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I'm researching using a Leaf as a donor for a classic conversion, and it seems like the state of things is moving so fast that even 2-year-old threads are outdated.

What is the current state? Like, instead of swapping in the whole car (which is apparently very difficult to do even after it is running on a bench), can I just use motor, reduction, and battery pack with some aftermarket controller?

What's the current easiest way to leverage cheap Leaf components in a car that never dreamed it could be electric?


Here is the megathread on Leaf donors:

https://www.diyelectriccar.com/forums/showthread.php/re-using-complete-leaf-drive-system-151458.html?highlight=leaf


Here's the megathread on a homebrew controller that may or may not exist as a purchasable product:

https://www.diyelectriccar.com/forums/showthread.php/another-homebrew-ac-controller-45909.html?highlight=johannes+huebner


Here is a thread stating all of the components needed for a complete Leaf swap to function:

https://www.diyelectriccar.com/forums/showthread.php?t=184785&highlight=leaf

The minimum we have found that works is:

Complete motor stack without AC (harness unmodified) including the park lock actuator.
Main ECU (VCM)
BCM
IPDM
J1772 inlet
Chademo inlet
Water pump
Coolant temperature sensor
Brake pedal switches (not the brake pot)
Accelerator HEPA
Start button and encoder
Two key sensors (both dash area, one above hvac and one in centre console)
Telematics module
Key security module (the bit welded to the dash crossmember)
Two original relay boxes from the engine bay harness
Repackaged HV battery with standard BMS
Heavily modified dash harness (with interior fusebox)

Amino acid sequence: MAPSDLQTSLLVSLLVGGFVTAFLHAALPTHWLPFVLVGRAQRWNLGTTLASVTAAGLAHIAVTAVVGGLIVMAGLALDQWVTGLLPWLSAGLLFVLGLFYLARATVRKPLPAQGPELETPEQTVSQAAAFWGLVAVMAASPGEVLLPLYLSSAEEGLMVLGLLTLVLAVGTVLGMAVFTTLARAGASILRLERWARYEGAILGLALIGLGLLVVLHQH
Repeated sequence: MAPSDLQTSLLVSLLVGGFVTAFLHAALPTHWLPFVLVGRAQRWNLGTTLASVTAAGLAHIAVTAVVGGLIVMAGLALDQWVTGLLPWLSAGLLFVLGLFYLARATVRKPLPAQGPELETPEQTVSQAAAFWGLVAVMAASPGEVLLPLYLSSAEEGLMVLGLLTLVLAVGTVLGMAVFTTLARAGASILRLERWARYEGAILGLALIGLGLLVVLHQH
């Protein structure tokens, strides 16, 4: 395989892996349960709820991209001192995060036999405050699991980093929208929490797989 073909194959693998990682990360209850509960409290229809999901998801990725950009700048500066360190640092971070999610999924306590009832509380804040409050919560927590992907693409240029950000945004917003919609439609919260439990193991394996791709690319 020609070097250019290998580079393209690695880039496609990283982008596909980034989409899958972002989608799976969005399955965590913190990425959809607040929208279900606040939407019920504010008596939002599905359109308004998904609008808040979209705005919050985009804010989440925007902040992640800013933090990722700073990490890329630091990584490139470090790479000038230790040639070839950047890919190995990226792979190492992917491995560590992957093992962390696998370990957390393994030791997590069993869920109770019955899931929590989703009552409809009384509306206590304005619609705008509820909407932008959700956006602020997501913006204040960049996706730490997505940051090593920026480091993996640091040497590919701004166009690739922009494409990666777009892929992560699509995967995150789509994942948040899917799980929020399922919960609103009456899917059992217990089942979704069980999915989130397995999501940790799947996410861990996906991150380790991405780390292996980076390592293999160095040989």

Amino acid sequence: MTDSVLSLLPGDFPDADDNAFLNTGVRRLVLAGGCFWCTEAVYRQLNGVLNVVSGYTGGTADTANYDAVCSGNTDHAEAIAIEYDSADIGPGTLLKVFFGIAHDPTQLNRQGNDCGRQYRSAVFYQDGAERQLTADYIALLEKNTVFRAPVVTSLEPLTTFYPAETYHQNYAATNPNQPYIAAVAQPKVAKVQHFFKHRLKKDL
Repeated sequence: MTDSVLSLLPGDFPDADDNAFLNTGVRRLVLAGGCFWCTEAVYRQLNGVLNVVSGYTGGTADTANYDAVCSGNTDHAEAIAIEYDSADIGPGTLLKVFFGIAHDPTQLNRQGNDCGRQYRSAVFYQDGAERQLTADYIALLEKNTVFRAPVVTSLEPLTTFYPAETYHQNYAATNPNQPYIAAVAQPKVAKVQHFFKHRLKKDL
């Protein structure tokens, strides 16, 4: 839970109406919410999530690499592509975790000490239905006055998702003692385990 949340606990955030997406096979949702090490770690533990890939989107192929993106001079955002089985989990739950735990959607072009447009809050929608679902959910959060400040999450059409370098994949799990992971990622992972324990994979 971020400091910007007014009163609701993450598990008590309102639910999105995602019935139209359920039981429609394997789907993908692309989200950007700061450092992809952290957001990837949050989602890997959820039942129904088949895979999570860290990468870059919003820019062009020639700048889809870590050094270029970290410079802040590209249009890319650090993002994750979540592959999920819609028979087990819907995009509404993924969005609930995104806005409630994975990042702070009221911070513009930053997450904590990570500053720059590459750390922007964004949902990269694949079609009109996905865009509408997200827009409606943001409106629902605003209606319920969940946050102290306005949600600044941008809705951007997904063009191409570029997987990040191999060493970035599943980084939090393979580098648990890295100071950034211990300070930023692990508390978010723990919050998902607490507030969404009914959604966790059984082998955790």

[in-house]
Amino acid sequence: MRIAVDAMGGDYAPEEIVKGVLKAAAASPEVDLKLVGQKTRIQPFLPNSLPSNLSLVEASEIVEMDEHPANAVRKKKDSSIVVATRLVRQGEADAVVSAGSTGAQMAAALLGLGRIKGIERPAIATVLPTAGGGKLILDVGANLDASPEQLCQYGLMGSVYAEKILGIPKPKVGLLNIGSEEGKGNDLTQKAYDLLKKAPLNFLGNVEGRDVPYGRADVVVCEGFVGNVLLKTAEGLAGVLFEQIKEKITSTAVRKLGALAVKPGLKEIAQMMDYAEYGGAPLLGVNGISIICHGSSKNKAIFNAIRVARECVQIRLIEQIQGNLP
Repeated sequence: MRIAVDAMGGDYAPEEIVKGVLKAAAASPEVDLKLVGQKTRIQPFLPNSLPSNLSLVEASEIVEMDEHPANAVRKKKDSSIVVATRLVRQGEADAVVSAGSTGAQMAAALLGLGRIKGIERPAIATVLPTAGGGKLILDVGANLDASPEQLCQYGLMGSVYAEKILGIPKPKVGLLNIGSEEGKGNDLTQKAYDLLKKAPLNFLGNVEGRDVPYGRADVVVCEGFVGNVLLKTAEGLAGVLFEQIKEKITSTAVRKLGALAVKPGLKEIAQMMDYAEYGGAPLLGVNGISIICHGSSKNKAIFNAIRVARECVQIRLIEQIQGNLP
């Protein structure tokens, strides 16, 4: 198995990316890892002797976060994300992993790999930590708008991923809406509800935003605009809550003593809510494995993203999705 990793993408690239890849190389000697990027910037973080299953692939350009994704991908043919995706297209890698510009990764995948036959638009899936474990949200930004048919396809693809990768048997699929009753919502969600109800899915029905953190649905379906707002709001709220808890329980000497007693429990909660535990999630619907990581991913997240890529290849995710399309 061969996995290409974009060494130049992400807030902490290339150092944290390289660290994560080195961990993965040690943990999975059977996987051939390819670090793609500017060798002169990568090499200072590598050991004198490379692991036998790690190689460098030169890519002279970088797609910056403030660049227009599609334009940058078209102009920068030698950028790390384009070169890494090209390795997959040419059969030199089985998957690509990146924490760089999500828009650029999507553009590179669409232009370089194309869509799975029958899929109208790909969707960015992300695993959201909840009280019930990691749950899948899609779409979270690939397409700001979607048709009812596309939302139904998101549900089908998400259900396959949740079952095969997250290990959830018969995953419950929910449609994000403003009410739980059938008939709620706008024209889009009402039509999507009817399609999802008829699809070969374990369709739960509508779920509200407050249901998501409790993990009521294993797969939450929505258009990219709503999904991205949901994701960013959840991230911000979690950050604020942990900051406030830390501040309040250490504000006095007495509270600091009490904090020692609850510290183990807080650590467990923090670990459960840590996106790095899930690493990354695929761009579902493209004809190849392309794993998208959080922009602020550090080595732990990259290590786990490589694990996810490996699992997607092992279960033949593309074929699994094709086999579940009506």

Body harness stripped down to just HV battery comms connector
The key
Prndl (gear selector)
Prndl light
Binnacle lower part
Sourcing a wrecked Leaf and using all of the above components doesn't seem that bad (though I would want to hide it all as much as possible), but nobody seems to have documented a full conversion, so clearly there are some difficulties I'm not seeing.
 

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Here's a link to the Brain Board that I believe to be an end result of the megathread?

https://openinverter.org/shop/index.php?route=product/product&product_id=53

Worth noting is that the Leaf motor seems to be limited to 3,000 RPM, which greatly reduces its value/capability.
Where do you get that from?

In the Leaf it has got to run to over 8,000 rpm
If you read the linked page, you'll see that this controller isn't able to run the motor properly at high speed, so it - the Brain Board - is unable to run the Leaf motor over 3,000 rpm:
the synchronous motor control software does not support "field weakening" yet. This means it will only spin teh Leaf motor to 3000rpm. Field weakening is under development.
And the stock pre-2018 Leaf configuration maintains full power to 9800 rpm (where it is still 92% efficient at full load), then falls off rapidly to zero at 10,500 rpm.

I agree that this major functional omission reduces the value of the Brain Board for running the Leaf motor (or any synchronous motor)... to essentially zero, for now.
 

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I'm keen to see what feedback you get on this thread as it is something I am also very interested in. I have been following this subject for a while both on this forum and elsewhere.

As you hinted at, there are quite a few parties out there working on different approaches to controlling OEM motors, with the Leaf being one of the key candidates.

At a high level they fit into four different approaches,

One is to retain all of the Leaf components intact and to basically have a leaf running inside a different shell.
While this may seem like the easy option on the face of it, the different systems within any modern car are very closely interconnected and while you may have all the necessary parts for the drive and battery systems, a missing sensor signal elsewhere in the network (brakes, airbags etc.) could result in the native VCM (Vehicle Control Module) logging an error and shutting down the drive system, or at least going into limp mode.

The second option would be to replicate the CAN messages to inverter to control it.
This does away with some of the concerns above, but not all of them. The inverter only looks out for a subset of the messages that the native VCM receives and interprets, so the fact that many of them are missing is irrelevant to it. The challenge comes in sending the right CAN messages to the inverter at the right time. This includes both those messages based on specific inputs (throttle, brake etc.) and those messages required to confirm to the inverter that everything else in the car is okay so it doesn't log any errors.